1. In food processor, or by hand with pastry cutter, add flour, salt, sugar until mixed together. Add in butter until sandy texture.
  2. Slowly add in 1/4 C. water until dough forms. Stop pulsing or mixing to touch dough and see if more water has to be added. Dough should not be wet, but it should be able to pull together.
  3. Dump dough out into plastic wrap and bring together into a square. Fold over multiple times. Wrap and refrigerate or freeze (up to 1 month) until use.

Italian Meatball Soup with Roasted Garlic Turkey Meatballs

I seriously love making soup. There is something about the process of making it that is soothing: the methodical chops, the slow simmer, the finish of acid or cream to add that last touch of magic. What’s beautiful about soup is how forgiving it is. Making kale and sausage soup but only have collard greens and chickpeas, that’s cool. Making Italian wedding soup but only have ground turkey on hand? We can handle that.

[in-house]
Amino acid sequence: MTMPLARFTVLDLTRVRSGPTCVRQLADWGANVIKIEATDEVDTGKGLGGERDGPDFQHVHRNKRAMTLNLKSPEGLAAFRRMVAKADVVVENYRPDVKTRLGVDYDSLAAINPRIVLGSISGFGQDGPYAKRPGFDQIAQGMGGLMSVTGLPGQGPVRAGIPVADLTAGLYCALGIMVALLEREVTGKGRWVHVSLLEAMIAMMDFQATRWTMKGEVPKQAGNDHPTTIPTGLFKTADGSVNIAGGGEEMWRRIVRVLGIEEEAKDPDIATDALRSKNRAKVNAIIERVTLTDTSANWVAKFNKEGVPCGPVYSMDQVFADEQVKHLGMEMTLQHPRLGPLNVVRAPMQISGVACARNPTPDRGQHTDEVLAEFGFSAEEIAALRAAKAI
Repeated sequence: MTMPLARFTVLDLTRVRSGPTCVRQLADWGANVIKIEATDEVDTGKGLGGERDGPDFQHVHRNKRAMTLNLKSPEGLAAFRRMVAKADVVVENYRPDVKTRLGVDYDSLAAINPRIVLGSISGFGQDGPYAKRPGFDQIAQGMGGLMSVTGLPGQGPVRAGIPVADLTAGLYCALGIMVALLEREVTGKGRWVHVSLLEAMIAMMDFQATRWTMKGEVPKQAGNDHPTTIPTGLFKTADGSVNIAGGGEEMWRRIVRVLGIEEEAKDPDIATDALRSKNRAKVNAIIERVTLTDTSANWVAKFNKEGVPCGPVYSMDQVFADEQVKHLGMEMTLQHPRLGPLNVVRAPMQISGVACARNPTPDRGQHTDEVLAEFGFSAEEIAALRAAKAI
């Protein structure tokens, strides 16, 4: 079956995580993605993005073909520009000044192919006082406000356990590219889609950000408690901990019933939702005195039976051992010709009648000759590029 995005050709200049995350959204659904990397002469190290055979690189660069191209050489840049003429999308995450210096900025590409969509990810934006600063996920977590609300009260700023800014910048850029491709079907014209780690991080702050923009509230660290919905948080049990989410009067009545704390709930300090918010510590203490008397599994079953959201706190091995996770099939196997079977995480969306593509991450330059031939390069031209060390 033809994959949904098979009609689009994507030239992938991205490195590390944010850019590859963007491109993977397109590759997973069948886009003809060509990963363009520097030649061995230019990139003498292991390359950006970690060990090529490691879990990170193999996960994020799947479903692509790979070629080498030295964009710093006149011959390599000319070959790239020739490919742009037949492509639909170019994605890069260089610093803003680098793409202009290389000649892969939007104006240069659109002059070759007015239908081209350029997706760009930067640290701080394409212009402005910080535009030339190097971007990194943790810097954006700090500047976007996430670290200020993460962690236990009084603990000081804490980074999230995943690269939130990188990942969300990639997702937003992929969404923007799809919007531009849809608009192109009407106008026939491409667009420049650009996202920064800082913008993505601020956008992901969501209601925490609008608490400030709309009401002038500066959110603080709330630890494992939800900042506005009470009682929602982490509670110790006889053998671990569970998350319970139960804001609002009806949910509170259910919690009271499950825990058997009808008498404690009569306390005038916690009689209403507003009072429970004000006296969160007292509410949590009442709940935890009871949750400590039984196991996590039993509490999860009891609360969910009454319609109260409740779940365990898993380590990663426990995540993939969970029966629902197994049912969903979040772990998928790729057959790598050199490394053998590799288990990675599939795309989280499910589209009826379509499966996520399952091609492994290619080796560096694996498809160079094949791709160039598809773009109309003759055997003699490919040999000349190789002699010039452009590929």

Italian Meatball Soup with Roasted Garlic Turkey Meatballs

Yield: 1 gal, 8 servings

Ingredients for Meatballs:

  • 1lb ground turkey
  • 1 C. white bread, torn into small pieces
  • 1/2 C. milk
  • 2 eggs
  • 1 head roasted garlic, cloves only
  • 1/4 C. chopped parsley
  • 1/4 C. shredded parmesan
  • 1 t. oregano
  • 2 T salt + 2 t pepper
  1. Preheat oven to 350°.
  2. Mix together milk and bread, allow to sit for about 10 mins. Add remaining ingredients together and mix until well combined. Form a small patty and cook in a teaspoon of oil in a pan on the stovetop. Taste and adjust seasonings if necessary.
  3. Make into .75 oz balls using hands or ice cream scoop and place on baking sheet. Bake for about 5 minutes. Cool and set aside